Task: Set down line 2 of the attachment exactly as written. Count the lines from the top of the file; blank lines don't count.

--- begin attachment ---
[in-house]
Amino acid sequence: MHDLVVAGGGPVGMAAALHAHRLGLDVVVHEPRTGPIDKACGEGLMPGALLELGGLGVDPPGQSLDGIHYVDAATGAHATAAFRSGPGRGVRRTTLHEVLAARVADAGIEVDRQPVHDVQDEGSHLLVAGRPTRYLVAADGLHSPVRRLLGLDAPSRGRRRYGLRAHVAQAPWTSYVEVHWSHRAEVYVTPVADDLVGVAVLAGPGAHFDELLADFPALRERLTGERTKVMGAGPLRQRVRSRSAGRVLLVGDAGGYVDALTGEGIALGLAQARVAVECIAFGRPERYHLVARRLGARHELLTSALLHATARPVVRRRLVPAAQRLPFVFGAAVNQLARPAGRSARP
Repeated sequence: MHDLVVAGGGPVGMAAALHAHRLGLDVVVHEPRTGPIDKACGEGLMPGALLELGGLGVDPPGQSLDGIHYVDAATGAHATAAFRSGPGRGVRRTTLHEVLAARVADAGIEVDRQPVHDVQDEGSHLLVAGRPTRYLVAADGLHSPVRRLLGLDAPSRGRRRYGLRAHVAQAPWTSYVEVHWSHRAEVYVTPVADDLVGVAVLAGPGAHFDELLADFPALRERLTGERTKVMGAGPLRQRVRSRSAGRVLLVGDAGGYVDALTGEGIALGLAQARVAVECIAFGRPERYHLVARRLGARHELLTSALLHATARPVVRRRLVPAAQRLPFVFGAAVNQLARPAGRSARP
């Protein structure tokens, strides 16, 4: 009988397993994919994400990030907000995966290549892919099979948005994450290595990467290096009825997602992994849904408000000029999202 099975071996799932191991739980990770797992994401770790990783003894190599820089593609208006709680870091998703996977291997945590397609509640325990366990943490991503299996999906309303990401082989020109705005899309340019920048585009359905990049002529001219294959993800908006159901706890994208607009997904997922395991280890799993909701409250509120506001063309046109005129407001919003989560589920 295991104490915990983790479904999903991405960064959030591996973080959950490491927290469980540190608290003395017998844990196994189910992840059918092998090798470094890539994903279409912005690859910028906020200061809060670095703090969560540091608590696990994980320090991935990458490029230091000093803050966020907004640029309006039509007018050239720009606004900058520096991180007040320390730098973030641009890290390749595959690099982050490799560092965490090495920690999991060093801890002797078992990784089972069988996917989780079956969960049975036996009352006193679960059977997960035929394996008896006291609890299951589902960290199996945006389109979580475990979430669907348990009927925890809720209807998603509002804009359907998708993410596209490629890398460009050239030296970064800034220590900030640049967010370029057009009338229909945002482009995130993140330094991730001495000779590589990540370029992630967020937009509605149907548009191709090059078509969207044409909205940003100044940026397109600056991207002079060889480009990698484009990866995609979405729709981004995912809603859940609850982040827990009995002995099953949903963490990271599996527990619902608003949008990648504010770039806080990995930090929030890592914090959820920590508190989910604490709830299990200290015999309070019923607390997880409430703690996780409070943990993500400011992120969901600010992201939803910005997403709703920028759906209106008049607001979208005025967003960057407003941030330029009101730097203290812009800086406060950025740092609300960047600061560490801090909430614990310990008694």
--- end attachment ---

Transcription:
Amino acid sequence: MHDLVVAGGGPVGMAAALHAHRLGLDVVVHEPRTGPIDKACGEGLMPGALLELGGLGVDPPGQSLDGIHYVDAATGAHATAAFRSGPGRGVRRTTLHEVLAARVADAGIEVDRQPVHDVQDEGSHLLVAGRPTRYLVAADGLHSPVRRLLGLDAPSRGRRRYGLRAHVAQAPWTSYVEVHWSHRAEVYVTPVADDLVGVAVLAGPGAHFDELLADFPALRERLTGERTKVMGAGPLRQRVRSRSAGRVLLVGDAGGYVDALTGEGIALGLAQARVAVECIAFGRPERYHLVARRLGARHELLTSALLHATARPVVRRRLVPAAQRLPFVFGAAVNQLARPAGRSARP